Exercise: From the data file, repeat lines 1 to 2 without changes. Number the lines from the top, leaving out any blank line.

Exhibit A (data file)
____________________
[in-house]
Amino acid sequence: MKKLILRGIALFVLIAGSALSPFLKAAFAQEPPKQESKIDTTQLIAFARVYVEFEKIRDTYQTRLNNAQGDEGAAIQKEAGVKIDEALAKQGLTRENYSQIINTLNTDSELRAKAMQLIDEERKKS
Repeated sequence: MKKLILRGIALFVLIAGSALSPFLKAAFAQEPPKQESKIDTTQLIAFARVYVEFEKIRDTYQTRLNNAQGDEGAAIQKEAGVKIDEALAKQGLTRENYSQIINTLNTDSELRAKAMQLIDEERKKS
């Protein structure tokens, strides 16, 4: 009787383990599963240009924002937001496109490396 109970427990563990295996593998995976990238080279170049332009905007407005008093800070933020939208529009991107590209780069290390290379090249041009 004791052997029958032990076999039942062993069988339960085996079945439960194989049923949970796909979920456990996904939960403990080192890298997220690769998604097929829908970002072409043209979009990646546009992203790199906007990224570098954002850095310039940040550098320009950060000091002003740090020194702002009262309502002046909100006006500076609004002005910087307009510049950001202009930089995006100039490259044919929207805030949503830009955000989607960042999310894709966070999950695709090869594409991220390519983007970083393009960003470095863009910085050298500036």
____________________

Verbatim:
[in-house]
Amino acid sequence: MKKLILRGIALFVLIAGSALSPFLKAAFAQEPPKQESKIDTTQLIAFARVYVEFEKIRDTYQTRLNNAQGDEGAAIQKEAGVKIDEALAKQGLTRENYSQIINTLNTDSELRAKAMQLIDEERKKS